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Old 05-26-2014, 05:21 PM   #12
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Desco = Diesel Engine Service Corp, the forerunner for what is now known as Ring Power (cat).
Lurs /Mainship does own the property. It is leased to St Aug Marine. Many of the molds are still in the storage yard.
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Old 05-26-2014, 06:34 PM   #13
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Desco = Diesel Engine Service Corp, the forerunner for what is now known as Ring Power (cat).
Lurs /Mainship does own the property. It is leased to St Aug Marine. Many of the molds are still in the storage yard.
Capt. Jack,

Is that when the street got named Diesel Road? I always thought that was unusual.
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Old 05-26-2014, 08:06 PM   #14
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I don't know Don, I didn't move to St Aug until 2000. Desco was at the facility on Riberia St, it was gone by then.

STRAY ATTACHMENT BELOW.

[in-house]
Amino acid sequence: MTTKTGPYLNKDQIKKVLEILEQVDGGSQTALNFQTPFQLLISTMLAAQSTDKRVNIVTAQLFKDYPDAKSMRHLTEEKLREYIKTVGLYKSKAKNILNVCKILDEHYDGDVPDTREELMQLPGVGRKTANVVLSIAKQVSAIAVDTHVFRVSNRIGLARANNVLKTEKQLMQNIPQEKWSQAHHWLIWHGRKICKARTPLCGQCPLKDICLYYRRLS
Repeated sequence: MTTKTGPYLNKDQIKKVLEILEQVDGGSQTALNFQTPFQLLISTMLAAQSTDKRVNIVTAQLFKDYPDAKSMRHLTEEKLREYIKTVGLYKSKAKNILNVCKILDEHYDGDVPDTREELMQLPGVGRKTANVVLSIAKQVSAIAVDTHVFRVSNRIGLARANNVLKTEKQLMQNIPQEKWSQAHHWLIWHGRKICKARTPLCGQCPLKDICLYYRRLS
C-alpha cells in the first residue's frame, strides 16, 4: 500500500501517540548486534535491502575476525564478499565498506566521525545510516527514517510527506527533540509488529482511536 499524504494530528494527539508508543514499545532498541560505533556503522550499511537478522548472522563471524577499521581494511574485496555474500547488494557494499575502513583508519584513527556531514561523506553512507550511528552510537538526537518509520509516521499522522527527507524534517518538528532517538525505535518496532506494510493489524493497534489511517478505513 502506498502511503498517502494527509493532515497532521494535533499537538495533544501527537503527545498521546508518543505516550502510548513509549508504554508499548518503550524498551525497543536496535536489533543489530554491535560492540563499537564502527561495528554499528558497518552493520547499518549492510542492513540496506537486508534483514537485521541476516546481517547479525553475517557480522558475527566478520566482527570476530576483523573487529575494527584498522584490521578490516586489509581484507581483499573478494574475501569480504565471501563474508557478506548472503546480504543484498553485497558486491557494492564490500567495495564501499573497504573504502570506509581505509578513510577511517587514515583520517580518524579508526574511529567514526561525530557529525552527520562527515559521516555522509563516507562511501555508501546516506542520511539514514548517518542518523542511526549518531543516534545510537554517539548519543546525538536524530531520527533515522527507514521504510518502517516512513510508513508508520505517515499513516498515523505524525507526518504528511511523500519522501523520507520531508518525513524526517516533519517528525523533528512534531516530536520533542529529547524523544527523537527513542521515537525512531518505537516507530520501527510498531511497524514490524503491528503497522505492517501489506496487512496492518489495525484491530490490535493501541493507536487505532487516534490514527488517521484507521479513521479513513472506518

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Old 05-27-2014, 06:22 AM   #15
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>Exactly. With the prospect of future tech like giant 3D printers, new boat construction may take the route of huge initial out-lays only possible with backing by governments like China, where semi-custom hulls, complete with stringers, coring, bulkheads and decks are printed to your specs. Finish-outs could be computer-cut cookies, nested for transport and assembled anywhere. Who knows...maybe nano-cellular tech will grow future boats organically with teaser-grafts from your behind, giving a whole new meaning to buttock-line angle.<


Master designer/builder Capt H called GRP boats frozen snot.

Would seem easy enough to have a end tip on a robot lay down a layer of GRP say 1/4 inch wide . A pair spaced an inch apart could lay up GRP that another tip would spray structural foam.

This would give an insulated , quiet, cored hull of modest weight (and therefore lower cost).

The water guns could create a snap together interior (ply with laminate or similar) that would be light , strong and finished.

A pre made wiring harness would be attached before the interior is dropped in place on the fitted engine drive goodies.

Perhaps a week , and except for quantity pricing of parts (like engines and deck hardware) there would be no saving in series production .

Like wooden boats , every one could be different at no extra expense.

The tech exists TODAY , its just a bit of will and capitol that is required.